On January 7, 2021, counsel for the Richard Leland Stanley and Mary Stanley, owners of the southern portion of the Aramis Project, informed Intersect Power that lease negotiations were terminated. This resulted in a loss of 38 acres from the project.

Nevertheless, and in contradiction to her earlier statements on the impact of the loss of any further land, Mitchell stated that the loss of the 38 acres from the Stanley property would not “jeopardize [the project] in any way,” adding “the project is absolutely still viable without [the Stanley property].”
10. Claim:  “Intersect Power is a small Bay Area business,” according to CEO Sheldon Kimber.

Reality:  “The Intersect Power team has developed 3.7 GWDC of solar assets with a portfolio value of more than $8 billion,” according to Intersect CEO Sheldon Kimber, in press release announcing that Intersect had secured $127 million in equity funding from two large companies.
Take Action To Save Our Valley
This Thursday, March 4, 2021, at 9 a.m., the Board of Supervisors will review the Aramis Project. Please click the green button above to contact the Alameda County Supervisors and staff today. Please add a subject line, such as Reject the Aramis Solar Power Plant, and your name and city of residence to the end of your message.

Here is suggested text you can cut and paste into your email message:


Dear Board of Supervisors and County Officials:

I respectfully request that you reject the Aramis solar project for the following reasons:

1) The Aramis project will destroy North Livermore Valley’s scenic beauty. No method exists to hide or obscure the visual assault on the valley from the Aramis project’s 270,000+ eight-foot tall solar panels, new electrical substation, scores of lithium-ion battery stations, and overhead electrical transmission lines, some on towers reaching ten stories high.
These facts are not in dispute. The Final Environmental Impact Report found that the Aramis project will have “a substantial adverse effect on a scenic vista.” Even with landscaping, the report concluded that the adverse aesthetic impact remains “significant and unavoidable.”
2) The Aramis project will obliterate hundreds of acres of habitat for numerous threatened species including the California tiger salamander, California red-legged frog and Western burrowing owl. The agricultural land also serves as a wildlife corridor among nature preserves in and surrounding North Livermore Valley that are critical to maintaining the biodiversity of Alameda and Contra Costa Counties.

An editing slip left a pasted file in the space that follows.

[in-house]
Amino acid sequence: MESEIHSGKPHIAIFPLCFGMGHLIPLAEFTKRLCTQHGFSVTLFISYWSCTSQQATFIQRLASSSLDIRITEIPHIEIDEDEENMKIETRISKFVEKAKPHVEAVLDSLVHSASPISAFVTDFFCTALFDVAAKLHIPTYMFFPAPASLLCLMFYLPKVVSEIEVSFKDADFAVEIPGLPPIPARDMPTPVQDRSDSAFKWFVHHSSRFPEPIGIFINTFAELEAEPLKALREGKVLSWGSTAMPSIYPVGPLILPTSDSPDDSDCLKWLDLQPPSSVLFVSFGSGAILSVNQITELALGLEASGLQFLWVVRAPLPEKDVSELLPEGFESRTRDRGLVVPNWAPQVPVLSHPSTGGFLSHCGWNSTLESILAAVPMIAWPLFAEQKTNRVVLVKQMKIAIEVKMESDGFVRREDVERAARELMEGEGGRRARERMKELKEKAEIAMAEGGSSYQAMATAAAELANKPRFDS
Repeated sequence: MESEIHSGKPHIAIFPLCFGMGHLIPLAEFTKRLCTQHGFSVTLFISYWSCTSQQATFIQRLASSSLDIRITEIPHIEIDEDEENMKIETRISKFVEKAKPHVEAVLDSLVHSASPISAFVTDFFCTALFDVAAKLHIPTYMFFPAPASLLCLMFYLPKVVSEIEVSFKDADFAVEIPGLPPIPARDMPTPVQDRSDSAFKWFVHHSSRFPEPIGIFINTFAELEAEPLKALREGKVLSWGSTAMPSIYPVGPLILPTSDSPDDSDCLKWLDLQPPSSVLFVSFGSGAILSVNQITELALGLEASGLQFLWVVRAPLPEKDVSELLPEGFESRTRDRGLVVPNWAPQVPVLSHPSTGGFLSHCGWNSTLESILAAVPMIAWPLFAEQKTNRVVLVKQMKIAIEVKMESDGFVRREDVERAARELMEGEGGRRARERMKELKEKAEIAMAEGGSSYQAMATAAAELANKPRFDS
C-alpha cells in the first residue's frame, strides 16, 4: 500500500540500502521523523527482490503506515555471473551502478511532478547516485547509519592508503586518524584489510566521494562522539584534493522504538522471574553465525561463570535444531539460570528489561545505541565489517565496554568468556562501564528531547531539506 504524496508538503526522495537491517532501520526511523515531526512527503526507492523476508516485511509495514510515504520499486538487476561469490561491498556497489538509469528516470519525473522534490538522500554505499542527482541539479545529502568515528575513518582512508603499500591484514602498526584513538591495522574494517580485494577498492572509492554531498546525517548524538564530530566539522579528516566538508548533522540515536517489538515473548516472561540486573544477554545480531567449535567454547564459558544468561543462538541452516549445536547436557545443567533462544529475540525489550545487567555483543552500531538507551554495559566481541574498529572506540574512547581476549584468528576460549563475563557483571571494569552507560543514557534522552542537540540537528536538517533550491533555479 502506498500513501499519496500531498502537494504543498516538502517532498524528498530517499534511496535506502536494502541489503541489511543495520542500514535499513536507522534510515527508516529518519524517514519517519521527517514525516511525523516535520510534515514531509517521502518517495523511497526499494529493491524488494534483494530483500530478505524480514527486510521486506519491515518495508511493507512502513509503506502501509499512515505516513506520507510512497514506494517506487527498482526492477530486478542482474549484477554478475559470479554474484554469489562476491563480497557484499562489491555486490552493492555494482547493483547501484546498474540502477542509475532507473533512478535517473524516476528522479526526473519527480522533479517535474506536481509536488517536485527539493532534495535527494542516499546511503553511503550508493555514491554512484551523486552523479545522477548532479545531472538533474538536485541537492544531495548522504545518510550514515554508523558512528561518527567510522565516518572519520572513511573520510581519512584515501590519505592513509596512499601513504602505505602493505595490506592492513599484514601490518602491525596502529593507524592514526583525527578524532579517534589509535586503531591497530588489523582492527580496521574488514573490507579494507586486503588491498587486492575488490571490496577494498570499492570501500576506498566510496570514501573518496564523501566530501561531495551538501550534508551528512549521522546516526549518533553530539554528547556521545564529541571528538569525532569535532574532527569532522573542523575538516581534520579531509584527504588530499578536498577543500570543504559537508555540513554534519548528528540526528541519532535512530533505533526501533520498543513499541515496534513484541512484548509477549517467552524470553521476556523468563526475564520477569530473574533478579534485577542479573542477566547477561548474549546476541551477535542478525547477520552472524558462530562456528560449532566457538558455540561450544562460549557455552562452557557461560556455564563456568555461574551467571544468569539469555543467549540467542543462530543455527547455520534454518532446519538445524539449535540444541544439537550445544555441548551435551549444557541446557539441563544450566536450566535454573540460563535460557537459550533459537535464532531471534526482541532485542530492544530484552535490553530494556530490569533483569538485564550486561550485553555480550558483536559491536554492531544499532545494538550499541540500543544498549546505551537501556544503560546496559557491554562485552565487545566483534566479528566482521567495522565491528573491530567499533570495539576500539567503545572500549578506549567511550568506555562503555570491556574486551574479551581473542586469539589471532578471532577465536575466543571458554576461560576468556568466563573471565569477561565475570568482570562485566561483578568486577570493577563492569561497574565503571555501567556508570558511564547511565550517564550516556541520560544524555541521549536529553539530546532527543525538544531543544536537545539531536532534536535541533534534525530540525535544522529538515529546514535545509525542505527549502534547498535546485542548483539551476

3) The Aramis project violates Measure D. Under voter-approved Measure D, the agricultural lands of Alameda County, including North Livermore, are to be preserved, enhanced and protected from “excessive, badly located and harmful development.” Commercial electricity power generation and the industrial storage of electrical energy are not agricultural uses of the land. 
4) Other, environmentally superior, ways exist to generate greater renewable energy. Alameda County can generate much greater renewable energy than the Aramis project while preserving its agricultural land by promoting the installation of solar panels on rooftops of home and businesses, over parking lots and next to freeways. 
5) Alameda County should complete a comprehensive solar policy first. The county should do what Contra Costa and Santa Clara Counties have already done: determine which areas of the county are appropriate for industrial solar facilities and only allow solar plants in those areas that pose the least conflict with open space, agricultural land, natural habitat and scenic resources. 

However, even without such a policy in place, it is clear that North Livermore Valley is not the location where the county should first allow the construction of utility scale solar facilities.
In conclusion, North Livermore Valley is designated as an agricultural district and should remain one.
About Save North Livermore Valley

We started as a group of farm and ranch families and other members of the North Livermore Valley Rural Community. We have been joined by over 400 concerned residents in the City of Livermore and Tri-Valley area united for the purpose of preserving the open space, agricultural land and wildlife habitat of North Livermore Valley for future generations.